On a Loan Request

Arnold bit his lip and looked at the floor. His brother in law stood before him, literally with his hat in his hand. “Well, Arnold? What do you think?” The question caused Arnold to grimace, and he looked up into the face of his wife’s half-brother.

“Tell me again about the process,” he said. “Tell me like I was an imbecile.” So, for the fourth time, the brother in law told Arnold his grand scheme for a marvelous invention that would revolutionize the world. While the man told Arnold of his plans, he returned to staring at the floor.

“And you want how much again?” Arnold asked. And, again, the man told him. Arnold stroked his beard. “What I don’t understand,” he said, “is why you don’t go back to polishing gems? That was a decent living. Why get into debt with me?”

The man was clearly frustrated that he hadn’t been able to impress upon Arnold the importance of his idea. Arnold began the conversation with a flat “no” when the request for the loan was made. “Some people say you can’t be trusted,” he told the bother in law. “After all, you broke your promise to marry that girl in Strasbourg.” It was the man’s turn to study the floor. He tried to explain to Arnold that his heart told him that the marriage wasn’t right for him.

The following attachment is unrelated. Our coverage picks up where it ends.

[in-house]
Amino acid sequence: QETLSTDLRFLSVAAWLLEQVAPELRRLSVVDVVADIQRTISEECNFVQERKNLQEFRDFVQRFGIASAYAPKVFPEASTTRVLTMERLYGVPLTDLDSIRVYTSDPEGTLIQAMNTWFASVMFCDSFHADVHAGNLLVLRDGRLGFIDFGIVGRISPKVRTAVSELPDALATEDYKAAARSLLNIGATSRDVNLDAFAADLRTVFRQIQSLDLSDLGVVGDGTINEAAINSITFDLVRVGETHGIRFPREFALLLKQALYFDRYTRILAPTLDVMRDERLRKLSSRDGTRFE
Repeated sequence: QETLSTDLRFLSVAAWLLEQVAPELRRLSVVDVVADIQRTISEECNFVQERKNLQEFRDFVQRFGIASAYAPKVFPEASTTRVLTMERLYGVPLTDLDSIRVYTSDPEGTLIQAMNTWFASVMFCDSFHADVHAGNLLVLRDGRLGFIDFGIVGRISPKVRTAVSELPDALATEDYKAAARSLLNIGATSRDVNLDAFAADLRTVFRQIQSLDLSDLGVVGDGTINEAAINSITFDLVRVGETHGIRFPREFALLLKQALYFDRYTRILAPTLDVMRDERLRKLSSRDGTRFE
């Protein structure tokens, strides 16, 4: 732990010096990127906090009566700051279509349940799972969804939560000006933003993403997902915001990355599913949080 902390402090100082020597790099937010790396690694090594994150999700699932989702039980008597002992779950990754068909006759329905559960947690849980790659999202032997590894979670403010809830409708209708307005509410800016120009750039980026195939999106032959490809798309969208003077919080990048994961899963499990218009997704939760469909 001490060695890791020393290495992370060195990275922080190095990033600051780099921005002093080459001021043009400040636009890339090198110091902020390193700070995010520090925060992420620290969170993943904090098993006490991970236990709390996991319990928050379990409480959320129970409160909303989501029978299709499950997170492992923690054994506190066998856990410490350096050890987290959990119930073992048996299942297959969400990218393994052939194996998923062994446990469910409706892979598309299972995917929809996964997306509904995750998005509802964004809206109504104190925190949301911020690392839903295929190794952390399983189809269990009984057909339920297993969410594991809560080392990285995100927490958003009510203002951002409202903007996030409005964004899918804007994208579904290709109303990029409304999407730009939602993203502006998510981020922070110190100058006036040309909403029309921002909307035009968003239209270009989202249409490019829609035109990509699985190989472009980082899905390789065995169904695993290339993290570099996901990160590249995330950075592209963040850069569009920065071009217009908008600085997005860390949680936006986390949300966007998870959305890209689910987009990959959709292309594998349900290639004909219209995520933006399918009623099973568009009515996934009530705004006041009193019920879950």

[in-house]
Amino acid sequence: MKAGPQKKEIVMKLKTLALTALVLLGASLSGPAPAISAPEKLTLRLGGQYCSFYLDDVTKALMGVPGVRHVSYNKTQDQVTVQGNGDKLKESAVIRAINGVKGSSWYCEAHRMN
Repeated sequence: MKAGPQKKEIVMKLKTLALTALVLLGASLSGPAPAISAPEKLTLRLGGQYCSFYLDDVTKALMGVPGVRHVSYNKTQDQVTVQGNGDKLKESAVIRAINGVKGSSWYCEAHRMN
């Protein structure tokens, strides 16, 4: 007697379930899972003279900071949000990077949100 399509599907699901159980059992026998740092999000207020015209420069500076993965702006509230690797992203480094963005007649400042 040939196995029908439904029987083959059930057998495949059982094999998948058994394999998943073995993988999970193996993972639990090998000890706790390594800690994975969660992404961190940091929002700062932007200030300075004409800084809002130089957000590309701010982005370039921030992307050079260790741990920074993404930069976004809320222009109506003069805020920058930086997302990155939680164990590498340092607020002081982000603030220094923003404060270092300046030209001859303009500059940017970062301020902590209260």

“Well, in any case, some people still have a hard time trusting you after that mirror thing,” Arnold reminded the man. It seems that, a few years earlier, Arnold’s brother in law had been involved in an investment that produced mirrors that were sold to pilgrims who visited Aachen’s cathedral. The mirrors, supposedly, could capture “holy light” from the sacred relics at the church. The man protested when Arnold brought this up. He explained that floods that year kept pilgrims away and that it was not his fault that the investors in that venture lost all their money.

Again, Arnold hesitated. Finally, he sighed. “I’m going to do this against my better judgement and only to keep peace in my own house, but you can have the funds.” The man sighed deeply, and gratefully shook Arnold’s hand. “You won’t regret this,” he promised.

“See that I don’t,” Arnold said.

So, what do you think Arnold’s brother in law did with the money?

Why, Johannes Gutenberg’s printing press did actually revolutionize the world.


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